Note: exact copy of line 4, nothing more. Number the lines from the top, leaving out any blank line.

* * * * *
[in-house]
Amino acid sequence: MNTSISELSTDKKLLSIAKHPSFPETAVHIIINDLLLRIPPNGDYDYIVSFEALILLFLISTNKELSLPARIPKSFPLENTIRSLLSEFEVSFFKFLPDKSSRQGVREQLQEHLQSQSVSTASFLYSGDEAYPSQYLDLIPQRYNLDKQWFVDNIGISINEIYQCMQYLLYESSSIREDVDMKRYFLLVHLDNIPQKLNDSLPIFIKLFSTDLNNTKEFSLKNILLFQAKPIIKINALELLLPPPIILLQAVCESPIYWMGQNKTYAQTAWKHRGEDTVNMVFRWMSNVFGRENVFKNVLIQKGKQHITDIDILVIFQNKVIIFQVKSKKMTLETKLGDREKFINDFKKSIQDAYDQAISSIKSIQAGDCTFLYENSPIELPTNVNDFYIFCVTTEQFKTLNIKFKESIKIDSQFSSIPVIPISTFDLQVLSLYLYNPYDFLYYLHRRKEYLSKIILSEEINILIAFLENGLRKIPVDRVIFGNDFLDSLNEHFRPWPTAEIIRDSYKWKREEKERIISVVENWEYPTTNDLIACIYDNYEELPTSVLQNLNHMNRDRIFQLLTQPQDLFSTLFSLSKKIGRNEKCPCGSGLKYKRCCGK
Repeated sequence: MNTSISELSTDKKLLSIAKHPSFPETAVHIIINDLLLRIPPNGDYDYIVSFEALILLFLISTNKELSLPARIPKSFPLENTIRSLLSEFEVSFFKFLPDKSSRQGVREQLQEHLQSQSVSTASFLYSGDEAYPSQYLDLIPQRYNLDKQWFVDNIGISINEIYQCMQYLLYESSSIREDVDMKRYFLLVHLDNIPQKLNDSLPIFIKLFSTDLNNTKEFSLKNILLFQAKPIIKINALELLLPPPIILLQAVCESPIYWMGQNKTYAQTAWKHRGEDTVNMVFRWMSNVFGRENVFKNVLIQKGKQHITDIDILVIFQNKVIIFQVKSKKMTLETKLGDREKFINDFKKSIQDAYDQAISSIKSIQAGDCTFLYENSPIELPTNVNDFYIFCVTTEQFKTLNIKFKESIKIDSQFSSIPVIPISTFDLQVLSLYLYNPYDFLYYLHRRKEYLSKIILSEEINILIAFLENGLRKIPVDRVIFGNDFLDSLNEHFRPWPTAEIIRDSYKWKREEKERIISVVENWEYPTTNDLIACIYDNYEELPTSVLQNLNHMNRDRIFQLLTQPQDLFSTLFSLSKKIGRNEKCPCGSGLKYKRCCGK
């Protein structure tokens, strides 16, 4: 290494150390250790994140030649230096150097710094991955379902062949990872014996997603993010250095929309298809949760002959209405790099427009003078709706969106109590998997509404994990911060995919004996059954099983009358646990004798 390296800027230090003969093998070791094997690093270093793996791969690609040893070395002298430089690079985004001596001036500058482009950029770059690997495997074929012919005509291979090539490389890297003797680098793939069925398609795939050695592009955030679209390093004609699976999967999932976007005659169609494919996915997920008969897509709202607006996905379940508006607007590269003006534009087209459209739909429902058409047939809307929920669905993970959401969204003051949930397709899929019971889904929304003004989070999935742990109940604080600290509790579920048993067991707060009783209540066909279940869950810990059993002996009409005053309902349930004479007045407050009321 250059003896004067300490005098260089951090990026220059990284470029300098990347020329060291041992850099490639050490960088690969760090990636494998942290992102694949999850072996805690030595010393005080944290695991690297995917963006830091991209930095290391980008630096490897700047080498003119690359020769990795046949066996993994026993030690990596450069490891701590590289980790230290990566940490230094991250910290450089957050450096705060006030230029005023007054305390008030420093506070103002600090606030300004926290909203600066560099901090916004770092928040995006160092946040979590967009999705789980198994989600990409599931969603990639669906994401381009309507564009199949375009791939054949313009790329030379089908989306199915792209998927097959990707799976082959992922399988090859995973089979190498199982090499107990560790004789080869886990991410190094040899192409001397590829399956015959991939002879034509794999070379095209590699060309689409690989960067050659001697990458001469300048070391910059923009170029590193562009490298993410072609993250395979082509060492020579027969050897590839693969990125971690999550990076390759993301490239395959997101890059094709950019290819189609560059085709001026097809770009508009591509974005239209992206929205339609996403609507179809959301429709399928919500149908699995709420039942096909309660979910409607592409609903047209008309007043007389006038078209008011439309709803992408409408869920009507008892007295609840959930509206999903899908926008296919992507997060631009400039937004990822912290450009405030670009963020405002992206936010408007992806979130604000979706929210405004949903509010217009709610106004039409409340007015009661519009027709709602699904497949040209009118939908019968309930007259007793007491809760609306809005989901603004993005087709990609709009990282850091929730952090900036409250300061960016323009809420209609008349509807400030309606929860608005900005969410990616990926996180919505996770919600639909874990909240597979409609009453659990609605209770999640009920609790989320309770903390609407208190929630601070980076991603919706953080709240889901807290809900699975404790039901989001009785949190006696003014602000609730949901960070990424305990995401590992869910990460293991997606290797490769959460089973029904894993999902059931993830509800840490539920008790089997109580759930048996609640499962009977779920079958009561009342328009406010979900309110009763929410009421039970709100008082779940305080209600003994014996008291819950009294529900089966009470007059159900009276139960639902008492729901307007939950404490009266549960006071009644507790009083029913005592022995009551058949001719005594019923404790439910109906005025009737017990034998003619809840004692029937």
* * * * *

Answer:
């Protein structure tokens, strides 16, 4: 290494150390250790994140030649230096150097710094991955379902062949990872014996997603993010250095929309298809949760002959209405790099427009003078709706969106109590998997509404994990911060995919004996059954099983009358646990004798 390296800027230090003969093998070791094997690093270093793996791969690609040893070395002298430089690079985004001596001036500058482009950029770059690997495997074929012919005509291979090539490389890297003797680098793939069925398609795939050695592009955030679209390093004609699976999967999932976007005659169609494919996915997920008969897509709202607006996905379940508006607007590269003006534009087209459209739909429902058409047939809307929920669905993970959401969204003051949930397709899929019971889904929304003004989070999935742990109940604080600290509790579920048993067991707060009783209540066909279940869950810990059993002996009409005053309902349930004479007045407050009321 250059003896004067300490005098260089951090990026220059990284470029300098990347020329060291041992850099490639050490960088690969760090990636494998942290992102694949999850072996805690030595010393005080944290695991690297995917963006830091991209930095290391980008630096490897700047080498003119690359020769990795046949066996993994026993030690990596450069490891701590590289980790230290990566940490230094991250910290450089957050450096705060006030230029005023007054305390008030420093506070103002600090606030300004926290909203600066560099901090916004770092928040995006160092946040979590967009999705789980198994989600990409599931969603990639669906994401381009309507564009199949375009791939054949313009790329030379089908989306199915792209998927097959990707799976082959992922399988090859995973089979190498199982090499107990560790004789080869886990991410190094040899192409001397590829399956015959991939002879034509794999070379095209590699060309689409690989960067050659001697990458001469300048070391910059923009170029590193562009490298993410072609993250395979082509060492020579027969050897590839693969990125971690999550990076390759993301490239395959997101890059094709950019290819189609560059085709001026097809770009508009591509974005239209992206929205339609996403609507179809959301429709399928919500149908699995709420039942096909309660979910409607592409609903047209008309007043007389006038078209008011439309709803992408409408869920009507008892007295609840959930509206999903899908926008296919992507997060631009400039937004990822912290450009405030670009963020405002992206936010408007992806979130604000979706929210405004949903509010217009709610106004039409409340007015009661519009027709709602699904497949040209009118939908019968309930007259007793007491809760609306809005989901603004993005087709990609709009990282850091929730952090900036409250300061960016323009809420209609008349509807400030309606929860608005900005969410990616990926996180919505996770919600639909874990909240597979409609009453659990609605209770999640009920609790989320309770903390609407208190929630601070980076991603919706953080709240889901807290809900699975404790039901989001009785949190006696003014602000609730949901960070990424305990995401590992869910990460293991997606290797490769959460089973029904894993999902059931993830509800840490539920008790089997109580759930048996609640499962009977779920079958009561009342328009406010979900309110009763929410009421039970709100008082779940305080209600003994014996008291819950009294529900089966009470007059159900009276139960639902008492729901307007939950404490009266549960006071009644507790009083029913005592022995009551058949001719005594019923404790439910109906005025009737017990034998003619809840004692029937």